The newly-opened Desi Di is certainly a pot-breaking joint while trying to be a path breaker.
So, what's a pot-breaker?
Country matka chicken is one of the dishes on the menu and it is served in style. An aluminium tray holding rice bowls, a sealed mud pot, an onion plate, dal and other items is brought to the diner's table.
Chef Aaron Coutinho taps hard around the pot till it develops cracks and removes the top quarter portion to reveal the country chicken inside.
Curious diners start clicking pictures of the pot-breaking ritual with their smartphones.
At Rs 1,599, the dish is one of the costliest at Desi Di. And it tastes good, with the portion size enough for four. It's a meal in itself.
"This is one of the four dishes that needs to be ordered 24 hours ahead. The country chicken has to be marinated for several hours before it can be cooked," Coutinho explained.
A daring experiment indeed in these days when the urge is for instant gratification.
Desi Di is conceptualised as a restaurant reminding people of a bygone era. Outside the restaurant door is the wheel of a cart-turned-reception table with sharbet bottles and a "Welcum" board on it.
The word welcome has been deliberately misspelt to remind one of what is normally seen outside some rural shops, said a staffer.
The interiors also offer some nostalgia. There is an old payphone instrument that was ubiquitous in the 1980s, a hand-wound gramophone, the front portion of a Tata truck, vintage tables and steel chairs.
One of the wall paintings is that of an attractive Rajput princess wearing shades and holding a smartphone.
Soon after taking a seat, mocktails -- lemon barley shikanji and red hibiscus iced tea -- were offered. Served in a tall beaker with a long straw, the red hibiscus tea was refreshing.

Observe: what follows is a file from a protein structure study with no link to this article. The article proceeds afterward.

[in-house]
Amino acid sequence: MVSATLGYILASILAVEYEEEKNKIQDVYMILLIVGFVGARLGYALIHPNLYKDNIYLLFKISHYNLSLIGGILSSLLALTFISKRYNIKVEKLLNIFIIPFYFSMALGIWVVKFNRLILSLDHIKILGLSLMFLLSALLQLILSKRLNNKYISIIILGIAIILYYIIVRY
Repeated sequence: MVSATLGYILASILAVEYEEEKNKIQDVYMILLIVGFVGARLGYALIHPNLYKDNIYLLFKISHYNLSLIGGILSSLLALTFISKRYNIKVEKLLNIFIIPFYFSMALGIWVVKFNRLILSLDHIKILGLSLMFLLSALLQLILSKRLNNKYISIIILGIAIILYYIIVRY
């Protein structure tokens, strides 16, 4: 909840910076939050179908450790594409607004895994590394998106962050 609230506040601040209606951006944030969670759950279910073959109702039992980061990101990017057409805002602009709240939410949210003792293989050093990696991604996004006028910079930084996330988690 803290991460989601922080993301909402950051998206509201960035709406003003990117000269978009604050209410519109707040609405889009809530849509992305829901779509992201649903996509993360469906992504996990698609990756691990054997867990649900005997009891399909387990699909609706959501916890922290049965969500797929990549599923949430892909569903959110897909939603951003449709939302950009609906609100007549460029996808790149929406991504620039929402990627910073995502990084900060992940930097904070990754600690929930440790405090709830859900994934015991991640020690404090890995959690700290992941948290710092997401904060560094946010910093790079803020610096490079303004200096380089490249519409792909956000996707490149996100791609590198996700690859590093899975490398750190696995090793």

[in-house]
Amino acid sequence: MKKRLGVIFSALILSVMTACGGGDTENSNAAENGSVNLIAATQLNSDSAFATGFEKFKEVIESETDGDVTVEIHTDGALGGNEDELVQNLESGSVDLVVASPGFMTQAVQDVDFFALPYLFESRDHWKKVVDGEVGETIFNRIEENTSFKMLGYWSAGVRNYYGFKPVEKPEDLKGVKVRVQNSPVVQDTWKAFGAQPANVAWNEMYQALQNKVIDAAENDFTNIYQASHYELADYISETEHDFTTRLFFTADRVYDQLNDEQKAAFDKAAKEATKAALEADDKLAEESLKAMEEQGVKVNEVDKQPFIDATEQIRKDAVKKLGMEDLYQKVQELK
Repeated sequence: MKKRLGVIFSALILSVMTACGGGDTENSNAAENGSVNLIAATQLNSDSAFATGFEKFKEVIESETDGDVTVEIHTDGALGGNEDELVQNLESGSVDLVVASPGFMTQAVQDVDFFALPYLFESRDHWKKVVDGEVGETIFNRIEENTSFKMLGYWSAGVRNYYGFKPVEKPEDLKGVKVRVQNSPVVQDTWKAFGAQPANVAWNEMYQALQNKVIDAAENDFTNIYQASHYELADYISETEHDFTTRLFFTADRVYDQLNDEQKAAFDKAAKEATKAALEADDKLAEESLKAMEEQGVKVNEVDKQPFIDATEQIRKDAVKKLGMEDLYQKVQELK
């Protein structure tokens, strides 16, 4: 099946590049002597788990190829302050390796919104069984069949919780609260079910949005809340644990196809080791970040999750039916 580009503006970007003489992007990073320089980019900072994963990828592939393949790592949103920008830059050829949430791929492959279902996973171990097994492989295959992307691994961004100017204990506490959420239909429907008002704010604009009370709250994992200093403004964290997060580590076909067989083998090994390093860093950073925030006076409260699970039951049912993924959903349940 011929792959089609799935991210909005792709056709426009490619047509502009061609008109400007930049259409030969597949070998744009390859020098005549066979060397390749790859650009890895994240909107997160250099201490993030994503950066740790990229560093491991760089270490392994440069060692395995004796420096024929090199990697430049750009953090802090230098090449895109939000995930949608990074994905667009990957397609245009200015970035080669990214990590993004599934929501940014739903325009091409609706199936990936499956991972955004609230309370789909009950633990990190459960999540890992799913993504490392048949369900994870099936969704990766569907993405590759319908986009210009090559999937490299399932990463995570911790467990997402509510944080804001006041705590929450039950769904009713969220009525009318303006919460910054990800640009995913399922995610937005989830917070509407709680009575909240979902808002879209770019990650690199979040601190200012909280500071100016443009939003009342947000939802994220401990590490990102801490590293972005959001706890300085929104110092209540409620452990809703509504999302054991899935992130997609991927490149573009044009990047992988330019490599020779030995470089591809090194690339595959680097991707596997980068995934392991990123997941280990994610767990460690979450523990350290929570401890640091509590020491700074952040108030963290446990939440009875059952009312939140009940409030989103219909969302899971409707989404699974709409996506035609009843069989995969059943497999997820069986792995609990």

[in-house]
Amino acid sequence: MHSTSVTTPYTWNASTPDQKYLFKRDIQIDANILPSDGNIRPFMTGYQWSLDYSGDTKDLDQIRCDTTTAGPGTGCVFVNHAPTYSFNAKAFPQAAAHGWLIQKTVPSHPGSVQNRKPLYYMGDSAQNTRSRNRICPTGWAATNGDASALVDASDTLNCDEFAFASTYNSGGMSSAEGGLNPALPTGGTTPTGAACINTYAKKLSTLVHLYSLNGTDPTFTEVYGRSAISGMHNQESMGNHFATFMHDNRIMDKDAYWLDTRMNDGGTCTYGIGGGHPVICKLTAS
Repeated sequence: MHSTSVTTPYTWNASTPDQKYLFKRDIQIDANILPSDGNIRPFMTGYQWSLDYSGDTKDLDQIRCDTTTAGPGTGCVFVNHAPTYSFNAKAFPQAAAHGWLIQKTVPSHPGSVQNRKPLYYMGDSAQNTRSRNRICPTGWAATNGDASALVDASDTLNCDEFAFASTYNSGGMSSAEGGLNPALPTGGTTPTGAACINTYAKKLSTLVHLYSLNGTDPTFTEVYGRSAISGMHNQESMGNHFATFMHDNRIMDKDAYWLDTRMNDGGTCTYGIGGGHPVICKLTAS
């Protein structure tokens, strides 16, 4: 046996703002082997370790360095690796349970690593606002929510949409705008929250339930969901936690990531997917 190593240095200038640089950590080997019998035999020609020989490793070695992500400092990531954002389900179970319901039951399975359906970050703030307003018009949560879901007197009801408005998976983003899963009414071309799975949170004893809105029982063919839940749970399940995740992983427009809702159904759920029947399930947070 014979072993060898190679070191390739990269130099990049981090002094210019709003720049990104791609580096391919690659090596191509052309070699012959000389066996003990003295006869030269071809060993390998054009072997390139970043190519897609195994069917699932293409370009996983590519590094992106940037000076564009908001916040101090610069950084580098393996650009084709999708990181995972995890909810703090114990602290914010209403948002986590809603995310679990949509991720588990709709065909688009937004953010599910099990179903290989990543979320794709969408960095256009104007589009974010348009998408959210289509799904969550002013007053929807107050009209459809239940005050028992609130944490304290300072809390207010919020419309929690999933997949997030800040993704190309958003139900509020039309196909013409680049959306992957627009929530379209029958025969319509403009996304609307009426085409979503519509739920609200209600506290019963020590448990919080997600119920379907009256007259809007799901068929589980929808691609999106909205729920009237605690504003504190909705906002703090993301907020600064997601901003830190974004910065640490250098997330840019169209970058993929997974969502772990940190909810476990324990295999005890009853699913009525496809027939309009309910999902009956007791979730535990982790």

"The drink is made with dried leaves of hibiscus and flowers," Coutinho said.
The lemon barley shikanji had a mild jaljeera taste.
By this time, the starters -- vada bao (open-faced steamed bun), arbi (colocasia) pakoda, tandoored phool gobi (cauliflower) and mirch pakoda -- had arrived at the table.
The arbi pakoda was served in an aluminium tumbler while the mirch pakoda came in a tiffin box that children used to take to schools in the 1970s.
"I used to take my lunch to school in a box like that," a middle-aged female guest in the next table was heard commenting.
The vada bao and arbi pakoda were divine. "Instead of finger chips made with potato we decided on arbi," Coutinho said.
Non-vegetarians can bet on country chicken Afghani kebab.
Similarly, the spicy mushroom khakra ya papad was nice and crispy and did not get soggy.
"As for dips, we decided to go for locally available veggies like makkai (corn), radish, ridge gourd or pumpkin," Coutinho explained. The restaurant's radish chutney was good and could go with all the dishes.
Desi Di offers various items for light and heavy meals. Sea food lovers can choose prawn balchao stuffed calamari on a bed of lapsi/broken wheat. When bitten, the prawn and squid give out a nice flavour.
Vegetarians can try out Gujarat's stuffed panki with varied stuffings.
It was time to go for kala-khatta soda to ease the tummy for other dishes.
Coutinho came to the table carrying a charcoal burnt unshaved coconut. On opening the coconut top, the smell of cooked prawn and mustard oil wafted out.
The dish was good with rice, but a dash of additional chilli is needed for the southern palate.
The spicy Goan fish curry with brown rice (or if you wish, basmati or ponni rice) was also good.
On the other hand, the vegetarian paneer kurchan accompanied with dal tadka went well with rice and roti. The masala millet kichadi with Gujarati kadi was also good.
For dessert, the gulam jamum cheesecake, gajar ka halwa somasa, falooda and kulfi were on offer.
What: Desi Di
Where: Integral Club, Pilkington Road, Ayanavaram, Chennai
Cost for two: Rs 800 plus taxes/Rs 1,599 if ordering the speciality, but remember, this is ideal for a group of four
(Venkatachari Jagannathan's visit was at the invitation of Desi Di. He can be contacted at email@example.com)